“Going Galt”: America’s Wealth Producers vs. Wealth Redistributors por Michelle Malkin:
Enough. In a word, that is the message of disgusted taxpayers fed up with the confiscatory policies of both parties in Washington. George Bush pre-socialized the economy with billion-dollar bailouts of the financial and auto industries. Barack Obama is pouring billions more down those sinkholes. It isn’t just the camel’s back that’s broken. His neck and four legs have all snapped, too.
Enough. Last Friday, thousands of Americans turned out to protest reckless government spending in the pork-laden stimulus package, the earmark-clogged budget bill, the massive mortgage-entitlement program and taxpayer-funded corporate rescues. Contrary to false left-wing blog smears that the hastily planned impromptu events were “Astro-turfed,” the crowds were packed with first-time grassroots activists. They were people with families and day jobs whose usual definition of “community organizing” involves neighborhood yard sales or their kids’ soccer matches. They were members of the silent majority who decided to be silent no more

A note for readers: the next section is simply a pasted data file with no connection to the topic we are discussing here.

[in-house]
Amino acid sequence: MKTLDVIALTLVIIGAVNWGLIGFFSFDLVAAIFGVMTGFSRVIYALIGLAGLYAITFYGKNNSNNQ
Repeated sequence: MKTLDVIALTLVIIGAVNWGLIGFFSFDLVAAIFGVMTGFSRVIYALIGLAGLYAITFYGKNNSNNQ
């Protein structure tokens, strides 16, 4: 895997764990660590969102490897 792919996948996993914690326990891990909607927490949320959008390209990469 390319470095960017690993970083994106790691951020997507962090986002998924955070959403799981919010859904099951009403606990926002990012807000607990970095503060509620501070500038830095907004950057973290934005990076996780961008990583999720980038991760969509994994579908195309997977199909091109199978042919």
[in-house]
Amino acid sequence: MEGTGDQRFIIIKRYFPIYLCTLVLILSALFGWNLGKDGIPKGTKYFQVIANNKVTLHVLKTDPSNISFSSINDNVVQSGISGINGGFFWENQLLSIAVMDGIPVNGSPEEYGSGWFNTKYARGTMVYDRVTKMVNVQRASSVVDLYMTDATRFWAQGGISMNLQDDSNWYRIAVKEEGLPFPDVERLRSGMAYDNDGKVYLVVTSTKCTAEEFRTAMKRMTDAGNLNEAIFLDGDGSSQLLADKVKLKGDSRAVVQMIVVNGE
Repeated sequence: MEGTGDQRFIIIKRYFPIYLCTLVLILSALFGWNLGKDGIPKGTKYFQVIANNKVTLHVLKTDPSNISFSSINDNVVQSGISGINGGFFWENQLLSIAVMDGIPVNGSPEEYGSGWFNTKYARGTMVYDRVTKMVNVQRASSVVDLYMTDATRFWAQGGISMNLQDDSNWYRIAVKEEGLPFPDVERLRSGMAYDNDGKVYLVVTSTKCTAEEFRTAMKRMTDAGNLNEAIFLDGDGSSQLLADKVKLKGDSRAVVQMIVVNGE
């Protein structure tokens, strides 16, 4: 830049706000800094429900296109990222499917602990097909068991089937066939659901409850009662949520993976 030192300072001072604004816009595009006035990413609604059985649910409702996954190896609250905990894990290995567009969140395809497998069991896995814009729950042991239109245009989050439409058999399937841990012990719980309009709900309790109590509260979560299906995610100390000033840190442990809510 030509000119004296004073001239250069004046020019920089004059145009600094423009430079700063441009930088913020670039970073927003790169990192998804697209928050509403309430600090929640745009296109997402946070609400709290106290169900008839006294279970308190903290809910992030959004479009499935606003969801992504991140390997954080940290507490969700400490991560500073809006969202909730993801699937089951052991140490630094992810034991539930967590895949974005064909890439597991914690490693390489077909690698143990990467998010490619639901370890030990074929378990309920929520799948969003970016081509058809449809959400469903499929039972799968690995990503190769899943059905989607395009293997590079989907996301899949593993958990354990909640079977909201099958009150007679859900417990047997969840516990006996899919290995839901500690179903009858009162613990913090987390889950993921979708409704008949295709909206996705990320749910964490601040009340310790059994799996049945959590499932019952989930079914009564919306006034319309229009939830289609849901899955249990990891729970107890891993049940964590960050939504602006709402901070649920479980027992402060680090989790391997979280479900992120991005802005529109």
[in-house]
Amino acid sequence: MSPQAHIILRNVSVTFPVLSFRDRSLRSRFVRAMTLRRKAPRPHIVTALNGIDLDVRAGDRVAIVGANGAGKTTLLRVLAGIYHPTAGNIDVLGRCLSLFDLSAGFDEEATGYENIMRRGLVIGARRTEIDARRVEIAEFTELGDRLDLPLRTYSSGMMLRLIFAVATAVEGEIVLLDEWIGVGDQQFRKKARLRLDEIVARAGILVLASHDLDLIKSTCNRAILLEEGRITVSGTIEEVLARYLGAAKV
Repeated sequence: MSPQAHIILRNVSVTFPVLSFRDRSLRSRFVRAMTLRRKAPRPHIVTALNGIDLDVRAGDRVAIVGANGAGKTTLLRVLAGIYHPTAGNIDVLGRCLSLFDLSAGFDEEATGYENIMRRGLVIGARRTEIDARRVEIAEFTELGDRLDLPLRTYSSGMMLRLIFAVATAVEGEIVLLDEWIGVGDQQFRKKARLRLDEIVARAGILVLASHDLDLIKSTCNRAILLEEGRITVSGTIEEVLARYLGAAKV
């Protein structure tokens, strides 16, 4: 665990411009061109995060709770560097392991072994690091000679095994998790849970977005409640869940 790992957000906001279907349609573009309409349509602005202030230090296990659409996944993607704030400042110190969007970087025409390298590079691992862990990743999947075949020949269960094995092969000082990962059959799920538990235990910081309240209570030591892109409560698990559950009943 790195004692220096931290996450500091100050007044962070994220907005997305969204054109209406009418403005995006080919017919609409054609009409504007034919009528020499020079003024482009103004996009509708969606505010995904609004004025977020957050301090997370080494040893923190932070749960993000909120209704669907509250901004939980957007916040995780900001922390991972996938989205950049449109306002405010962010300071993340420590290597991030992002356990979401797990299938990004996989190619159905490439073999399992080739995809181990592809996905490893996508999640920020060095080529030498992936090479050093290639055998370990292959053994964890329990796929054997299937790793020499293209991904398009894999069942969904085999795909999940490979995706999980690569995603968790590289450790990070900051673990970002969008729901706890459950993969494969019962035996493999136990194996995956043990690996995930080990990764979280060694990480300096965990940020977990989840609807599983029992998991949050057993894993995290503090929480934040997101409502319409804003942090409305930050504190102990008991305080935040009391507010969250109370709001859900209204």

Enough. These “Tea Party” protests spanned the sunny Santa Monica pier to the icy streets of Chicago and Cleveland to rain-drenched Atlanta, overflowing the grounds of the St. Louis Gateway Arch, with massive turnouts in Greenville, S.C., and crowds of several hundred each in New York City and Washington, D.C., and all points in between. Like those who demonstrated before them in Seattle, Denver, Mesa, Ariz., and Overland Park, Kan., two weeks ago, the Tea Party participants held homemade signs that said it all: “Your mortgage is not my problem”; “Liberty: All the stimulus we need”; “No taxation without deliberation.”
Enough. While they take to the streets politically, untold numbers of America’s wealth producers are going on strike financially. Dr. Helen Smith, a Tennessee forensic psychologist and political blogger, dubbed the phenomenon “Going Galt” last fall. It’s a reference to the famed Ayn Rand novel “Atlas Shrugged,” in which protagonist John Galt leads the entrepreneurial class to cease productive activities in order to starve the government of revenue. (Not coincidentally, Rand’s novel sales are up and John Galt references punctuated many of the Tea Party demonstrations.)